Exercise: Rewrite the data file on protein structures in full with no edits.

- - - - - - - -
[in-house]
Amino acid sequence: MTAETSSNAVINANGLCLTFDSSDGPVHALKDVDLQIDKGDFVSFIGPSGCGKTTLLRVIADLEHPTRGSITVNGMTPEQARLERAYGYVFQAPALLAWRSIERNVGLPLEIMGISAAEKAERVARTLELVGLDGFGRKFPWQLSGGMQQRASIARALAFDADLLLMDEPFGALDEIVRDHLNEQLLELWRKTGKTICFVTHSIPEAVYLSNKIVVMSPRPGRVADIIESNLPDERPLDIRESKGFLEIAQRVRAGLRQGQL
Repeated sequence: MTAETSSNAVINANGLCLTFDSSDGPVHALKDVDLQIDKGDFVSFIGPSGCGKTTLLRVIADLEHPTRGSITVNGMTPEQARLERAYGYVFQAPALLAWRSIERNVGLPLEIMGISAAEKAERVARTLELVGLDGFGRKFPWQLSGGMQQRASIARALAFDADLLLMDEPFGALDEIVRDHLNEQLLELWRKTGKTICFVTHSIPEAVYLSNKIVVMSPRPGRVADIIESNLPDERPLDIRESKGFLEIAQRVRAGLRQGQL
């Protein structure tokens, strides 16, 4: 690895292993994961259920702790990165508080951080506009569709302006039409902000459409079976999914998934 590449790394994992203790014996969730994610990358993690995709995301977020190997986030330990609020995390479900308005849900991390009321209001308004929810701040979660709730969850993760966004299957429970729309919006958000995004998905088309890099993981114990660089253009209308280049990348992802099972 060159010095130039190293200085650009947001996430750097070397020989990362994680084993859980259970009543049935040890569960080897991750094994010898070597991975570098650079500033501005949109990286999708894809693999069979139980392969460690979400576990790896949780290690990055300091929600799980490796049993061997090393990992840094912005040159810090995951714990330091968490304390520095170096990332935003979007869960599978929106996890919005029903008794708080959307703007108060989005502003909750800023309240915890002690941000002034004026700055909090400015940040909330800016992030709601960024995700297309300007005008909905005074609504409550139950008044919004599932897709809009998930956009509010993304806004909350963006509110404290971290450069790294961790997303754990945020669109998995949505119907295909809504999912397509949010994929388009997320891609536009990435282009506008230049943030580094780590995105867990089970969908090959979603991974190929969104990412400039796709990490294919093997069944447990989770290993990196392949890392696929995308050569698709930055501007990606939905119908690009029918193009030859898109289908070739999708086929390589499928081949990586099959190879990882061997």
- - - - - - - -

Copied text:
[in-house]
Amino acid sequence: MTAETSSNAVINANGLCLTFDSSDGPVHALKDVDLQIDKGDFVSFIGPSGCGKTTLLRVIADLEHPTRGSITVNGMTPEQARLERAYGYVFQAPALLAWRSIERNVGLPLEIMGISAAEKAERVARTLELVGLDGFGRKFPWQLSGGMQQRASIARALAFDADLLLMDEPFGALDEIVRDHLNEQLLELWRKTGKTICFVTHSIPEAVYLSNKIVVMSPRPGRVADIIESNLPDERPLDIRESKGFLEIAQRVRAGLRQGQL
Repeated sequence: MTAETSSNAVINANGLCLTFDSSDGPVHALKDVDLQIDKGDFVSFIGPSGCGKTTLLRVIADLEHPTRGSITVNGMTPEQARLERAYGYVFQAPALLAWRSIERNVGLPLEIMGISAAEKAERVARTLELVGLDGFGRKFPWQLSGGMQQRASIARALAFDADLLLMDEPFGALDEIVRDHLNEQLLELWRKTGKTICFVTHSIPEAVYLSNKIVVMSPRPGRVADIIESNLPDERPLDIRESKGFLEIAQRVRAGLRQGQL
């Protein structure tokens, strides 16, 4: 690895292993994961259920702790990165508080951080506009569709302006039409902000459409079976999914998934 590449790394994992203790014996969730994610990358993690995709995301977020190997986030330990609020995390479900308005849900991390009321209001308004929810701040979660709730969850993760966004299957429970729309919006958000995004998905088309890099993981114990660089253009209308280049990348992802099972 060159010095130039190293200085650009947001996430750097070397020989990362994680084993859980259970009543049935040890569960080897991750094994010898070597991975570098650079500033501005949109990286999708894809693999069979139980392969460690979400576990790896949780290690990055300091929600799980490796049993061997090393990992840094912005040159810090995951714990330091968490304390520095170096990332935003979007869960599978929106996890919005029903008794708080959307703007108060989005502003909750800023309240915890002690941000002034004026700055909090400015940040909330800016992030709601960024995700297309300007005008909905005074609504409550139950008044919004599932897709809009998930956009509010993304806004909350963006509110404290971290450069790294961790997303754990945020669109998995949505119907295909809504999912397509949010994929388009997320891609536009990435282009506008230049943030580094780590995105867990089970969908090959979603991974190929969104990412400039796709990490294919093997069944447990989770290993990196392949890392696929995308050569698709930055501007990606939905119908690009029918193009030859898109289908070739999708086929390589499928081949990586099959190879990882061997």